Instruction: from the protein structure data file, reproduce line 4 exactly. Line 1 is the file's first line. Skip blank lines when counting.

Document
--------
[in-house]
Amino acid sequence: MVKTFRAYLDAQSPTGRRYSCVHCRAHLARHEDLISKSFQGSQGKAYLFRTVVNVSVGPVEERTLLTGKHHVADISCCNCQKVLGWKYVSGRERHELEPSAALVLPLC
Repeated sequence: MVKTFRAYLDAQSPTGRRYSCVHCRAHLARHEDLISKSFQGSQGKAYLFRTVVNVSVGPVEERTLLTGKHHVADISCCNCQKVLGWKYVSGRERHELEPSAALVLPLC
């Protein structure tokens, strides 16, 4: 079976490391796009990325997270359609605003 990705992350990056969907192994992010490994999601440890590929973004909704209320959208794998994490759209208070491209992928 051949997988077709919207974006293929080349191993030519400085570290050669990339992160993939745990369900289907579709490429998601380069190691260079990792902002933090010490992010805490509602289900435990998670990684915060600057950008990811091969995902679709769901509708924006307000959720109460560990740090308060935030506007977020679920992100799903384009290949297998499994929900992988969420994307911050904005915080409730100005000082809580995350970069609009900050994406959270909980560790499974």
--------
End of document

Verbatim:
């Protein structure tokens, strides 16, 4: 079976490391796009990325997270359609605003 990705992350990056969907192994992010490994999601440890590929973004909704209320959208794998994490759209208070491209992928 051949997988077709919207974006293929080349191993030519400085570290050669990339992160993939745990369900289907579709490429998601380069190691260079990792902002933090010490992010805490509602289900435990998670990684915060600057950008990811091969995902679709769901509708924006307000959720109460560990740090308060935030506007977020679920992100799903384009290949297998499994929900992988969420994307911050904005915080409730100005000082809580995350970069609009900050994406959270909980560790499974």